Emma Maxwell is a Prevent Contact Officer for the Eastern Counter Terrorism Intelligence Unit (ECTIU). She offers support to families left behind when loved ones travel to conflict zones such as Syria and Iraq, or are arrested on suspicion of terrorism offences. She joined the police as a PC in 1995 and has worked as a Prevent officer since 2014.
Every family I have worked with has been devastated. There is often a feeling of disbelief, they just didn’t see it coming. There were no warning signs.
For some families, having a loved one caught up in this type of crime is almost like having a death in the family. They are in complete and utter shock and despair and they go through a range of emotions.
It can have a real effect on children, especially if they are at school. It can be horrible for them if other pupils single them out.
I can become involved as a contact officer for a range of different cases, whether that is people travelling or a family member being involved in terror-related activity. You can never really prepare yourself for how they are going to be when you go round to see a family for the first time. One case involved an extended family member who had travelled to Syria which had a big impact on those left behind.
Another of the families I worked with felt quite lonely and they didn’t have any immediate family nearby to support them. They felt people were looking at them and the community suddenly stopped talking to them.
Some don’t want to talk, one family wouldn’t let me in the house and refused to engage, but most will.
Often they don’t know what’s happened. They are left in limbo as there isn’t any information about what has happened to their loved one. If there are reports that their relative has died while in a conflict zone, these simply cannot be verified.
If they have died, there will be no body for them to see, no detailed account that you would usually receive, so it can be hard for them to get any real closure.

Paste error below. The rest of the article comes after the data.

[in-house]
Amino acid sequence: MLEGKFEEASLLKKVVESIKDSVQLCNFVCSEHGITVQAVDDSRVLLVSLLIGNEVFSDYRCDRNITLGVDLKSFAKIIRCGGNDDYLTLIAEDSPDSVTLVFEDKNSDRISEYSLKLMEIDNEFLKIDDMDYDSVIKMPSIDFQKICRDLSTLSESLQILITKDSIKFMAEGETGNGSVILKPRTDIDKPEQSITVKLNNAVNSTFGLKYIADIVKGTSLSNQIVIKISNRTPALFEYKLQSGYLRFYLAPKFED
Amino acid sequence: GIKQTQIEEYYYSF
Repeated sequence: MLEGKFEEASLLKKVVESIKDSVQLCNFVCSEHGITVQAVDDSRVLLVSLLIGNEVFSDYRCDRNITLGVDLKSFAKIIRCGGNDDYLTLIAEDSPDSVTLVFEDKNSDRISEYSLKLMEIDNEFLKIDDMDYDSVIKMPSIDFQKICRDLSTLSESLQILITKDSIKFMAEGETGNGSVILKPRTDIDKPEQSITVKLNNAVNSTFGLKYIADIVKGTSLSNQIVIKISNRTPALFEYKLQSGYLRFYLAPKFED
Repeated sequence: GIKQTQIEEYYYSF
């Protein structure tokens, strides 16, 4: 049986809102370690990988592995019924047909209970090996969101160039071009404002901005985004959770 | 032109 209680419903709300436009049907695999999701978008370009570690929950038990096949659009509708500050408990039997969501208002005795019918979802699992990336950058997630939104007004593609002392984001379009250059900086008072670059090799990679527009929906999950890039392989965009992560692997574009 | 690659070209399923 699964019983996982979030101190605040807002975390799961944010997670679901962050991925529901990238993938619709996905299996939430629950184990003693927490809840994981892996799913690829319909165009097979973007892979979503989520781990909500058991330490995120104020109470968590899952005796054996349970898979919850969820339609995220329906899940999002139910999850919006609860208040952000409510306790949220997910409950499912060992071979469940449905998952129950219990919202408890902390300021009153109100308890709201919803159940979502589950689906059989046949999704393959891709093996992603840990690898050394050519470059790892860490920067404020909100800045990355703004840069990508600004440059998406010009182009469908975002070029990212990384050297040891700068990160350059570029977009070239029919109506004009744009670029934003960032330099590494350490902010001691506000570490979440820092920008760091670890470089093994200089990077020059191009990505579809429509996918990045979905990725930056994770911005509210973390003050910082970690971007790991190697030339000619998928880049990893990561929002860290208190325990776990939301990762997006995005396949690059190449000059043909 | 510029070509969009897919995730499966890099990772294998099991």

The families ask lots of questions, but I don’t always have the answers. They hold on to everything you tell them so it is important that if I don’t have the information I do all I can to get it for them.
It can be challenging because I have to be really honest, explaining what has happened to their loved one, what they are involved in. Often they don’t want to believe what you tell them at first, but I have to build up that trust and do all I can to help them through a really horrible experience.
A big part for me is creating a good relationship with the family, in order to try to help them in some way. When I worked as a Prevent officer we did a lot of work with partner agencies and also schools. The internet is a massive part of what we do, especially around internet safety for parents, what people need to look out for, how they can protect their children. There is so much online and we need to ensure we protect those who might be vulnerable to radicalisation.
On occasions a family member can also share extreme views or sympathise with the person who has travelled. It is my job to work with them to mitigate the risk of them or other family members also travelling or continuing down the road of radicalisation. If I can stop one person and give them support to move away from extreme views then it feels like I have done something.
Sometimes it can be enough for them to see the consequences of a brother, cousin or friend travelling out and the impact those actions have had on their family back home. Seeing a family devastated, confused or have difficulties in their community can really change people’s views and prevent them following in their footsteps.